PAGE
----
Trinity Progresses with Sale of 200 Constitution Plaza

4 min read

JOE DiBACCO ’19
CONTRIBUTING WRITER
At the most recent Board of Trustees meeting, which took place on Oct. 15, it was decided that Trinity will sell 200 Constitution Plaza, originally purchased by the school in an effort to establish a physical presence in downtown Hartford and improve the school’s working relationship with the rest of the city. The building, formerly the Travelers Education Center had been vacant for four years before Trinity purchased it for $2 million at the beginning of 2015.
According to President Berger-Sweeney’s recent e-mail regarding the minutes of the trustees meeting, the space in the building that Trinity is leasing to other organizations can be used for three things: building a connection between Trinity undergraduates and Hartford’s business district, collaborating with other colleges and universities in Hartford and creating graduate programs that create positive cash flow for Trinity and have mission statements jive with Trinity’s.
Other local schools that have bought land and set up downtown campuses include the University of St. Joseph and Capital Community College. The University of Connecticut has purchased the site where the Hartford Times used to be and intends to build its regional campus there in 2017. Thirty years old, 200 Constitution Plaza has classrooms, a library, and an amphitheater, among other educational resources, making it readily useful to any institution of higher learning that occupies it.
In January of 2016, Jason Rojas, President Berger-Sweeney’s Chief of Staff, stated that the ideal buyers/lessees Trinity makes transactions with involving 200 Constitution Plaza will carry out plans that benefit Trinity in some way, preferably the provision of internship opportunities to its students. One of the greatest advantages to having a presence in downtown Hartford would be the increased access to top-tier internships as a result of a strengthened relationship between Trinity and Hartford. This is doubly important considering that the Connecticut State Capitol is in Hartford, which is a plentiful source of real-world experience for students pursuing degrees in Political Science, Law & Public Policy, Economics, and others. In a Hartford Courant article from January of this year, Rojas was quoted as saying, “In a lot of real estate transactions, things change once you get in.” He seemed to be implying that despite receiving multiple offers for 200 Constitution Plaza, negotiations did not go exactly how Trinity had planned. Now it is November, and Trinity still does not know who owns the building and who  the two floors are being leased to.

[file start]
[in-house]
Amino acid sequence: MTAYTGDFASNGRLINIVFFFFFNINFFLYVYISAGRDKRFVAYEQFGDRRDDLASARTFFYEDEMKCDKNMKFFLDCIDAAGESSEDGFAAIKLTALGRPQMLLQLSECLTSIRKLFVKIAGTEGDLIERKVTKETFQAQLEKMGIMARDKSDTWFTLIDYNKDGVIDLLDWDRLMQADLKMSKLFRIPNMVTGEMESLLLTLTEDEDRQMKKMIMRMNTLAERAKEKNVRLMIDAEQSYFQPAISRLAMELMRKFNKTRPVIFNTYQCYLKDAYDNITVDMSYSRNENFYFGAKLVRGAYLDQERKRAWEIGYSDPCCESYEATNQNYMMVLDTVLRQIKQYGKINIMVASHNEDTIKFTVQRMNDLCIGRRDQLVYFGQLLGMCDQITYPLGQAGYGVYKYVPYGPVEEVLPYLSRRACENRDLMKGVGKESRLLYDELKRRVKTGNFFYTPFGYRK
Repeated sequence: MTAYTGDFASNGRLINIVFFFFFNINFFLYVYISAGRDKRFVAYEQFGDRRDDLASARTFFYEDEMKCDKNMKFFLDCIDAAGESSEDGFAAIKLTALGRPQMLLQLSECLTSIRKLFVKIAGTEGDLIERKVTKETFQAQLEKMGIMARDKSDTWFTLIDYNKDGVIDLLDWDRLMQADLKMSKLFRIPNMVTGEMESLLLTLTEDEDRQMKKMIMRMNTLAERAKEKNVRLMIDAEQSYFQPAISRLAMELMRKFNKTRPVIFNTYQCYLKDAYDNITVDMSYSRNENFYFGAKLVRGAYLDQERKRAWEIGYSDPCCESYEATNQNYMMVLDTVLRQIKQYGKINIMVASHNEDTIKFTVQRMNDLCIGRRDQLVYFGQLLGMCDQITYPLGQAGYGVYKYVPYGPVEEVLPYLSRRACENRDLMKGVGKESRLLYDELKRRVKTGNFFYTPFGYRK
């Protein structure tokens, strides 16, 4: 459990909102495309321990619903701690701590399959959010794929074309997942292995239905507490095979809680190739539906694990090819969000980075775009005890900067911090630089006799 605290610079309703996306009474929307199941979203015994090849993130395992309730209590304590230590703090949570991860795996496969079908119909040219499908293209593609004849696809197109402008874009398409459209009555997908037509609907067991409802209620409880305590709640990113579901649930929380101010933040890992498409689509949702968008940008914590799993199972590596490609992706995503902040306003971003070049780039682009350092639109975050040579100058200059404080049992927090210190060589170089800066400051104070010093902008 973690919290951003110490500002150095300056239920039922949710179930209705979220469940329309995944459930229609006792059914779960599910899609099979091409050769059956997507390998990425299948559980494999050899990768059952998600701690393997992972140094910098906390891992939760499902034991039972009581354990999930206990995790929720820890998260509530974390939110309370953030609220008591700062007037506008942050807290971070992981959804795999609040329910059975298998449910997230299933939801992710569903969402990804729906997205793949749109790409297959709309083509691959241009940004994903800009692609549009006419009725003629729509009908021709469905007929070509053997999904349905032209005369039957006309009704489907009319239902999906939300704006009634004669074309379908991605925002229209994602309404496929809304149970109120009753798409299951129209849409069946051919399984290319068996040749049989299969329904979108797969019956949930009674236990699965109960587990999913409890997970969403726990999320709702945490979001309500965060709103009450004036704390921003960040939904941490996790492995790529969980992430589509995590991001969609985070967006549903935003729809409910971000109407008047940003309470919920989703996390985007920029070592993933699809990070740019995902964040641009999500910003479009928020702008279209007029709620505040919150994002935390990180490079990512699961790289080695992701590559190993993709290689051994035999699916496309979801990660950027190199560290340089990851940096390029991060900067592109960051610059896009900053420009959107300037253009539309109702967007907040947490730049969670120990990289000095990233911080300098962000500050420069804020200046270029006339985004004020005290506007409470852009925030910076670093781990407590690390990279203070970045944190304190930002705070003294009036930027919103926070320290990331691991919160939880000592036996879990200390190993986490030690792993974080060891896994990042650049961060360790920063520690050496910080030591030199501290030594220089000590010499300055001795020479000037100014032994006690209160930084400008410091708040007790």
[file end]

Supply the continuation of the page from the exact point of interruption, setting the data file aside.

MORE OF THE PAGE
After Trinity finalized its purchase of 200 Constitution Plaza, the College realized rather quickly that it only needed about one-third of what was given to them in the deal. When asked about Trinity’s reaction to having excess space, Rojas said, “Our goal was not to be a landlord, but having a presence downtown.”
The building was last used by The Travelers Companies (whose principal office is in Hartford) four years ago. It was in need of repair when Trinity took ownership of it. Rojas denied a Courant reporter’s request for an approximation of how much renovations  would cost the school.
When discussing Trinity’s dealings with Constitution Plaza, the question on everyone’s mind is how can the school establish a feasible method of transportation between the Summit Street campus and downtown. The Tripod asked Jason Rojas that very question, and he provided a few different options the school has been considering. According to Rojas, the most likely routes to pursue were “a Trinity shuttle service, use of our current UPass system that many students already use, or potentially a partnership with Uber or Lyft services.” Among those, an alliance with either Uber or Lyft seems that it would be most fruitful considering how readily accessible and reliable those two ride-hailing services are. For the UPass system to work, the frequency of rides given to students each day would have to increase significantly to accommodate the needs of students who may need to travel to and from Trinity’s Summit Street campus, depending on their schedules.
Rojas said that the school is in the final stages of its negotiations with a “property owner who would purchase the 200 Constitution Plaza building from Trinity,” but that there are “no definitive plans for leasing space to others at Constitution Plaza.”

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